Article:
Killing of Hagiochristophorites, miniature by Jean Colombe in Les Passages d'outremer [fr] (c. 1473), BNF.

Stephen Hagiochristophorites (Greek: Στέφανος Ἁγιοχριστοφορίτης, Stephanos Hagiochristophorites; ca. 1130 – 11 September 1185) was the most powerful member of the court of Byzantine emperor Andronikos I Komnenos (ruled 1182–85), and was killed by Isaac II Angelos, who the next day deposed and replaced Andronikos, while trying to arrest him.


Stephen Hagiochristophorites was of humble origin. The archbishop Eustathius of Thessalonica records that his father was a tax-collector.[1][2] In the second half of the reign of Manuel I Komnenos (r. 1143–1180), Hagiochristophorites tried to attach himself to the imperial court, but was confronted by the ridicule and hostility of the aristocracy. Indeed, according to Eustathius, when he attempted to seduce an aristocratic lady and take her to wife to advance his own position, he was publicly flogged and had his nose cut off.[1][2] Nevertheless, his determination was rewarded, and he was able to climb the administrative hierarchy, finally culminating in the office of administrator of the army, which he apparently received by Manuel I himself and held during the short reign of his son, Alexios II Komnenos (r. 1180–1182).[3]

Hagiochristophorites continued in this post when the rebellion of Andronikos I Komnenos brought him to the throne, an event that marked a radical change in his fortunes. Within a very short time, Hagiochristophorites established himself as the new emperor's most trusted and powerful minister.[3] Along with Constantine Tripsychos and Theodore Dadibrenos, Hagiochristophorites strangled Alexios II Komnenos with a bowstring in September/October 1183, leaving Andronikos as the sole emperor, a feat for which he was rewarded with the rank of pansebastos sebastos and the post of logothetes tou dromou.[1][4]

By September 1185, discontent in Constantinople was seething against Andronikos' regime: popular rumour said that a celebrated image of Saint Paul was shedding tears, and even a court soothsayer, Skleros Seth, had foretold that the name of Andronikos' successor would start with an "I".[5] Andronikos and his followers took this to mean the young aristocrat Isaac Angelos, and on 11 September, they struck: while the emperor retired to a palace on the Asian suburbs of the city, Hagiochristophorites and his attendants went to Isaac Angelos' house near the Peribleptos Monastery. Isaac at first panicked but then resolved to go down fighting, and, wielding a sword and riding his horse, charged his assailants. Faced with this unexpected attack, Hagiochristophorites turned to flee, but Isaac struck him on the head and left him dead. After wounding the attendants and forcing them to flee, Isaac galloped down the Mese thoroughfare on horseback to the Hagia Sophia, shouting to the populace of his deed.[6][7] Thus driven to an act of open sedition, and with the populace rallying behind him, on the next day Isaac was crowned emperor by the Patriarch Basil Kamateros, while Andronikos fled and was captured and executed a few days later.[8]


The rise of this "most celebrated of the parvenues" (Charles Brand) to such power, his haughtiness and ruthlessness, and his complicity in the murder of Alexios II and in Andronikos' increasingly tyrannical rule, with its bloody purges of the aristocracy, combined to make Hagiochristophorites an object of hatred for the traditional elites, as attested in the writings of contemporaries and subsequent historians.[1][9] Choniates describes Stephen's role in the proscriptions as the "ringleader and chief" of Andronikos' partisans, "whose thunderous voice crashed through the palace, sweeping away [...] all who were deemed suspect by Andronikos."[10] Indeed, Choniates records that his surname, literally meaning "Holy Bearer of Christ"—although originally probably reflecting a place of origin dedicated to Saint Christopher[11]—was popularly changed to Ἀντιχριστοφορίτης, Antichristophorites, literally meaning "bearer of the Antichrist", for, in the words of Choniates, "he was the most shameless of Andronikos' attendants, filled with every wickedness".[9][12] Likewise, Niketas' brother, the Archbishop of Athens Michael Choniates called him "the iron nerve of tyranny", while a "dialogue of the dead" written after Andronikos' overthrow depicts him, head still cloven in two, trying to tax the dead in Hades in order to pay for his passage on Charon's boat.[13]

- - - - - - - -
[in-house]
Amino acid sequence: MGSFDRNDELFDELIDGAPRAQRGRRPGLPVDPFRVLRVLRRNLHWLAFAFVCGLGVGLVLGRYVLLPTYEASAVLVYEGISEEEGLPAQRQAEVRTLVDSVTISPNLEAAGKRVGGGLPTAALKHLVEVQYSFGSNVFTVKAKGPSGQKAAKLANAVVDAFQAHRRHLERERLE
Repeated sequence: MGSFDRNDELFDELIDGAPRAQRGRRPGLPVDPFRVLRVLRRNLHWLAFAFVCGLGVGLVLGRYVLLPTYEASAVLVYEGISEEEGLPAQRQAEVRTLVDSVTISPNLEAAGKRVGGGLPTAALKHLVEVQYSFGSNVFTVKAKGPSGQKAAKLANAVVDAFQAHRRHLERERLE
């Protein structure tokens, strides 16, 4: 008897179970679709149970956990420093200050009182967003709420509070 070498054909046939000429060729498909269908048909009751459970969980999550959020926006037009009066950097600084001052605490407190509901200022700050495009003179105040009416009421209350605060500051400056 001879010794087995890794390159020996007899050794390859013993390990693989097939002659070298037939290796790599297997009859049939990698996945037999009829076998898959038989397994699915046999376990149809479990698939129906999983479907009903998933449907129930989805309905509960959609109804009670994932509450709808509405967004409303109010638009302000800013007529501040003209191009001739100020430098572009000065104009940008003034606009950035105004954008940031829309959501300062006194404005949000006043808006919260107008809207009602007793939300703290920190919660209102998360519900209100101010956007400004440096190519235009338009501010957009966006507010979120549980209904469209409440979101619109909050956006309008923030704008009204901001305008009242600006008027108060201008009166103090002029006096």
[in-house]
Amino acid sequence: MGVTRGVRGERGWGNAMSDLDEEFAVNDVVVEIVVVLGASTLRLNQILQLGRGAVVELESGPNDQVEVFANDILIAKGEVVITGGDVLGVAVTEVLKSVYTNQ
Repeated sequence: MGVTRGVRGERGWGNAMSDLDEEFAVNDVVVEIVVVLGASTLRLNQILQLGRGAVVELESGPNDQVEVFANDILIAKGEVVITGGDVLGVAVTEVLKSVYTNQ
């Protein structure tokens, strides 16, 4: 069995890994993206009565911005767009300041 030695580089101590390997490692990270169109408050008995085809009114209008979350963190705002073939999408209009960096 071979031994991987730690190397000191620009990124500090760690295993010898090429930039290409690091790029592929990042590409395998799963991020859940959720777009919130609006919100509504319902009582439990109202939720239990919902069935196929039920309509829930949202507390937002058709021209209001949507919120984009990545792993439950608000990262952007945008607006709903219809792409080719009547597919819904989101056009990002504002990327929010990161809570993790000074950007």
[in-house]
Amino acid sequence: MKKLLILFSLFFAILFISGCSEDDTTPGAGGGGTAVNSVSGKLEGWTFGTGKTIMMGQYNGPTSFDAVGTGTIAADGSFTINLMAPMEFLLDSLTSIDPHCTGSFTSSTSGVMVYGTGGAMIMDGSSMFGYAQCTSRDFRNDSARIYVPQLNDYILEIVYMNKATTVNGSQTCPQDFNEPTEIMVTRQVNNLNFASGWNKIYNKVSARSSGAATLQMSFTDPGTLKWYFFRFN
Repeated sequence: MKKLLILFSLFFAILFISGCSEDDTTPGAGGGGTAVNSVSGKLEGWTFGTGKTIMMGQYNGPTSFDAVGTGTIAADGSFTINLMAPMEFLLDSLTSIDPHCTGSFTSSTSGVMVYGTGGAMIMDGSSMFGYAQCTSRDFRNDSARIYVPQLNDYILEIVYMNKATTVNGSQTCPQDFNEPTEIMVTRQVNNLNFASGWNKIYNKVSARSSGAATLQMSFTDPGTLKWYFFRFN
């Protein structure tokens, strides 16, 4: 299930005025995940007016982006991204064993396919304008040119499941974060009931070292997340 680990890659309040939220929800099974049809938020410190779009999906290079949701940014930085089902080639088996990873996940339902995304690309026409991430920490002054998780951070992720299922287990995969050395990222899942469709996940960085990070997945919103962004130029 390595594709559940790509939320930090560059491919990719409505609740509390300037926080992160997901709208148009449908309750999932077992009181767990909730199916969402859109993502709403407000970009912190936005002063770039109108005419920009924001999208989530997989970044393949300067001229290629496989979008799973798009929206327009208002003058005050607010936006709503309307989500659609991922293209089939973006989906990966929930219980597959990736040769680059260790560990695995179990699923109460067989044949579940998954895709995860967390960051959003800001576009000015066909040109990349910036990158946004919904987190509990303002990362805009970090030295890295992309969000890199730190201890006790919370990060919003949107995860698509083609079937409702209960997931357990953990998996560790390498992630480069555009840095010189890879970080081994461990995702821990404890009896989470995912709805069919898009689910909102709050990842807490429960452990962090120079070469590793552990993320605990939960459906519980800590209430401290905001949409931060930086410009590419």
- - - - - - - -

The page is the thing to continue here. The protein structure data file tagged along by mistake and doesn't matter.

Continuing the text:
1. ^ a b c d Kazhdan 1991, p. 895.
  2. ^ a b Savvides 1994, p. 348.
  3. ^ a b Savvides 1994, p. 349.
  4. ^ Savvides 1994, pp. 349–350.
  5. ^ Savvides 1994, pp. 350–351.
  6. ^ Savvides 1994, pp. 351–352.
  7. ^ Magoulias 1984, pp. 188–189.
  8. ^ Magoulias 1984, pp. 189–193.
  9. ^ a b Savvides 1994, p. 350.
  10. ^ Magoulias 1984, p. 185.
  11. ^ Savvides 1994, p. 347.
  12. ^ Magoulias 1984, pp. 162–163.
  13. ^ Savvides 1994, pp. 352–53.


  • Kazhdan, Alexander (1991). "Hagiochristophorites, Stephen". In Kazhdan, Alexander (ed.). The Oxford Dictionary of Byzantium. Oxford and New York: Oxford University Press. p. 895. ISBN 0-19-504652-8.
  • Magoulias, Harry J., ed. (1984). O City of Byzantium: Annals of Niketas Choniates. Detroit: Wayne State University Press. ISBN 0-8143-1764-2.
  • Savvides, Alexis G. K. (1994). "Notes on 12th-century Byzantine Prosopography (Aaron Isaacius-Stephanus Hagiochristophorites)". Vyzantiaka. Thessaloniki. 14: 341–353.